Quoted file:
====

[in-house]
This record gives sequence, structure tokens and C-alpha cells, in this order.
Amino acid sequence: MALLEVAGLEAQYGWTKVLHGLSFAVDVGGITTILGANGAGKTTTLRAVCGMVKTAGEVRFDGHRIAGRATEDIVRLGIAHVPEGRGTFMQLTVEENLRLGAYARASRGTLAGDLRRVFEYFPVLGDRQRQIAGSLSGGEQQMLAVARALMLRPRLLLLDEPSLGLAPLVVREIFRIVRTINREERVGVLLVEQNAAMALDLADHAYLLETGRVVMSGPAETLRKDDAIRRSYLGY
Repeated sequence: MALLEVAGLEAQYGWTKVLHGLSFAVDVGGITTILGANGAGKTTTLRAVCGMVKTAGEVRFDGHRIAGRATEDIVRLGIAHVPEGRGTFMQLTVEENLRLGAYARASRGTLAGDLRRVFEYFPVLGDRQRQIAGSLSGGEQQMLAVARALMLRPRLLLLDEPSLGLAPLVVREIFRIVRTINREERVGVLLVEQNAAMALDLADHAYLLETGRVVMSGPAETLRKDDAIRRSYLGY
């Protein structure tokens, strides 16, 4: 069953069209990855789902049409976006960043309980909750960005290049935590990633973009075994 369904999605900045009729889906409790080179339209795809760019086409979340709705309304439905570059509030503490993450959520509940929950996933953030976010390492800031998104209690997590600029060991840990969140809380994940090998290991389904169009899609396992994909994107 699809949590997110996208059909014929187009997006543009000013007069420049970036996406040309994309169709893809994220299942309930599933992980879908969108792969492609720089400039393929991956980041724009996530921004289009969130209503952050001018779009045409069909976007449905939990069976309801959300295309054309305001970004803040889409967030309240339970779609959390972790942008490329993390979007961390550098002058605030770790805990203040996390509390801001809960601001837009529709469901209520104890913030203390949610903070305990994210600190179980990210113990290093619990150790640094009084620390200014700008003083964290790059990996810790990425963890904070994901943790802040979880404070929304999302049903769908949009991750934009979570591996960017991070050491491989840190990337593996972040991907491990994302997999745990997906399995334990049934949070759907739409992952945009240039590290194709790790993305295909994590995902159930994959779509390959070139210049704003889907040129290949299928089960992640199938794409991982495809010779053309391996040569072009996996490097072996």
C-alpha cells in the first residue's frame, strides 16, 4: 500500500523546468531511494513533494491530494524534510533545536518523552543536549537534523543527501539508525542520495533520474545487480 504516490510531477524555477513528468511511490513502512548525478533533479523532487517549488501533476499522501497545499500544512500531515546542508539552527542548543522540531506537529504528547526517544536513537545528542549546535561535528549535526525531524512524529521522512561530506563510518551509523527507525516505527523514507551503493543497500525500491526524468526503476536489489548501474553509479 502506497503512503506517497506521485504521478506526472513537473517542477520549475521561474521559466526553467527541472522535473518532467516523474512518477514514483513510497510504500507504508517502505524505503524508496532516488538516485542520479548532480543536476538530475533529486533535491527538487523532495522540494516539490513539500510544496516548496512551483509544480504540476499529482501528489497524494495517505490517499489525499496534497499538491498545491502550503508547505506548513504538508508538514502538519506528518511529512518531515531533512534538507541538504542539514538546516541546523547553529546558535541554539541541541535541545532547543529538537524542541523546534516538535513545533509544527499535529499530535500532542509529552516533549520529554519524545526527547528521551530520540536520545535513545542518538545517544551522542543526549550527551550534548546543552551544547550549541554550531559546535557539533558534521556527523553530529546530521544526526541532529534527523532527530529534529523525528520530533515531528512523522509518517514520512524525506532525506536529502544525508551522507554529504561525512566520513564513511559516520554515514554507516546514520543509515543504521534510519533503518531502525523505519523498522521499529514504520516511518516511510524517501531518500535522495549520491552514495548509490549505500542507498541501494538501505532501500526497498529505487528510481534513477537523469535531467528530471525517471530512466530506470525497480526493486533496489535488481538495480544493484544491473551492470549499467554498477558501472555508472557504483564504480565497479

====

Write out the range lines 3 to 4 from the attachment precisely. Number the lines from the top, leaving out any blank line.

Amino acid sequence: MALLEVAGLEAQYGWTKVLHGLSFAVDVGGITTILGANGAGKTTTLRAVCGMVKTAGEVRFDGHRIAGRATEDIVRLGIAHVPEGRGTFMQLTVEENLRLGAYARASRGTLAGDLRRVFEYFPVLGDRQRQIAGSLSGGEQQMLAVARALMLRPRLLLLDEPSLGLAPLVVREIFRIVRTINREERVGVLLVEQNAAMALDLADHAYLLETGRVVMSGPAETLRKDDAIRRSYLGY
Repeated sequence: MALLEVAGLEAQYGWTKVLHGLSFAVDVGGITTILGANGAGKTTTLRAVCGMVKTAGEVRFDGHRIAGRATEDIVRLGIAHVPEGRGTFMQLTVEENLRLGAYARASRGTLAGDLRRVFEYFPVLGDRQRQIAGSLSGGEQQMLAVARALMLRPRLLLLDEPSLGLAPLVVREIFRIVRTINREERVGVLLVEQNAAMALDLADHAYLLETGRVVMSGPAETLRKDDAIRRSYLGY